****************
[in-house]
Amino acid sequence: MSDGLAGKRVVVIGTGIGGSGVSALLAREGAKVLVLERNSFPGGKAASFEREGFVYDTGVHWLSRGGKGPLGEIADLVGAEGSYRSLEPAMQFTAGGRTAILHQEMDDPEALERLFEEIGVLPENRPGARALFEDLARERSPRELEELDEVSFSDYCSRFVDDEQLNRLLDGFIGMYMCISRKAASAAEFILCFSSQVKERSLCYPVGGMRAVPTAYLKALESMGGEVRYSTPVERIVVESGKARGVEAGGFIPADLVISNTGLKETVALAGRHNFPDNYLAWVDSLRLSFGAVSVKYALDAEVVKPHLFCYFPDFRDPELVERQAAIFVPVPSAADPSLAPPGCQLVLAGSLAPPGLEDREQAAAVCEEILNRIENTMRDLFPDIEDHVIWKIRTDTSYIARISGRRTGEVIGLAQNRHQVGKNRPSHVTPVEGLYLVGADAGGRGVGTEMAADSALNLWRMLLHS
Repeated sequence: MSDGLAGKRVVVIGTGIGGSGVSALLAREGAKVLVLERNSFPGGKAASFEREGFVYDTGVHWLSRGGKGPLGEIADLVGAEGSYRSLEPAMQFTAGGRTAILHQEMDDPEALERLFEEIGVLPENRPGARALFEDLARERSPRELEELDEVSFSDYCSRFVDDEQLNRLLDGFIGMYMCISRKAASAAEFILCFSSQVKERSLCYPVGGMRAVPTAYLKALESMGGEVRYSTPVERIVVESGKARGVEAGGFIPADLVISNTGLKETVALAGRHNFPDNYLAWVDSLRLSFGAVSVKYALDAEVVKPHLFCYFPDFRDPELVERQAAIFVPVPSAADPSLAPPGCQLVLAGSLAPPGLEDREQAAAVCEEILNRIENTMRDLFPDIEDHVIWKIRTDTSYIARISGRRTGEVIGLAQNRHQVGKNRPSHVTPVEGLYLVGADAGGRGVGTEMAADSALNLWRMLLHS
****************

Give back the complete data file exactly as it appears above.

[in-house]
Amino acid sequence: MSDGLAGKRVVVIGTGIGGSGVSALLAREGAKVLVLERNSFPGGKAASFEREGFVYDTGVHWLSRGGKGPLGEIADLVGAEGSYRSLEPAMQFTAGGRTAILHQEMDDPEALERLFEEIGVLPENRPGARALFEDLARERSPRELEELDEVSFSDYCSRFVDDEQLNRLLDGFIGMYMCISRKAASAAEFILCFSSQVKERSLCYPVGGMRAVPTAYLKALESMGGEVRYSTPVERIVVESGKARGVEAGGFIPADLVISNTGLKETVALAGRHNFPDNYLAWVDSLRLSFGAVSVKYALDAEVVKPHLFCYFPDFRDPELVERQAAIFVPVPSAADPSLAPPGCQLVLAGSLAPPGLEDREQAAAVCEEILNRIENTMRDLFPDIEDHVIWKIRTDTSYIARISGRRTGEVIGLAQNRHQVGKNRPSHVTPVEGLYLVGADAGGRGVGTEMAADSALNLWRMLLHS
Repeated sequence: MSDGLAGKRVVVIGTGIGGSGVSALLAREGAKVLVLERNSFPGGKAASFEREGFVYDTGVHWLSRGGKGPLGEIADLVGAEGSYRSLEPAMQFTAGGRTAILHQEMDDPEALERLFEEIGVLPENRPGARALFEDLARERSPRELEELDEVSFSDYCSRFVDDEQLNRLLDGFIGMYMCISRKAASAAEFILCFSSQVKERSLCYPVGGMRAVPTAYLKALESMGGEVRYSTPVERIVVESGKARGVEAGGFIPADLVISNTGLKETVALAGRHNFPDNYLAWVDSLRLSFGAVSVKYALDAEVVKPHLFCYFPDFRDPELVERQAAIFVPVPSAADPSLAPPGCQLVLAGSLAPPGLEDREQAAAVCEEILNRIENTMRDLFPDIEDHVIWKIRTDTSYIARISGRRTGEVIGLAQNRHQVGKNRPSHVTPVEGLYLVGADAGGRGVGTEMAADSALNLWRMLLHS